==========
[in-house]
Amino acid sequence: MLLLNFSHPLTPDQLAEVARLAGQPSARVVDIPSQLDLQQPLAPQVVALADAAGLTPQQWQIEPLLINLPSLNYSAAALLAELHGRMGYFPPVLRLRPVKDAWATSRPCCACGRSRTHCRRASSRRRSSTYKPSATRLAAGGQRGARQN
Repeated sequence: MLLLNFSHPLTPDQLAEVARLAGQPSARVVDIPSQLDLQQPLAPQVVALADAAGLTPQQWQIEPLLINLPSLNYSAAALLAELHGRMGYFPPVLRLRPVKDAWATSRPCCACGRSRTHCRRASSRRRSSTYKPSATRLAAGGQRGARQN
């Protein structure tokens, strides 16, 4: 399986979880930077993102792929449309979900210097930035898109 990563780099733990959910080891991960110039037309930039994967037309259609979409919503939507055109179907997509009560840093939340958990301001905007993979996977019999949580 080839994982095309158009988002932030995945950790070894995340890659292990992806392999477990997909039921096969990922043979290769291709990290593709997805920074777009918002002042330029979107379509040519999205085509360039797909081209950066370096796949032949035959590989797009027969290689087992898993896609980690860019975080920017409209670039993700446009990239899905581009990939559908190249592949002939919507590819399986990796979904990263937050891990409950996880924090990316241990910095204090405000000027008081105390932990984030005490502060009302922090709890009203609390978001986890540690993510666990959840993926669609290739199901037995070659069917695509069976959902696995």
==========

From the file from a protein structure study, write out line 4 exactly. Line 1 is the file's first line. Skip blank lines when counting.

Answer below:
């Protein structure tokens, strides 16, 4: 399986979880930077993102792929449309979900210097930035898109 990563780099733990959910080891991960110039037309930039994967037309259609979409919503939507055109179907997509009560840093939340958990301001905007993979996977019999949580 080839994982095309158009988002932030995945950790070894995340890659292990992806392999477990997909039921096969990922043979290769291709990290593709997805920074777009918002002042330029979107379509040519999205085509360039797909081209950066370096796949032949035959590989797009027969290689087992898993896609980690860019975080920017409209670039993700446009990239899905581009990939559908190249592949002939919507590819399986990796979904990263937050891990409950996880924090990316241990910095204090405000000027008081105390932990984030005490502060009302922090709890009203609390978001986890540690993510666990959840993926669609290739199901037995070659069917695509069976959902696995």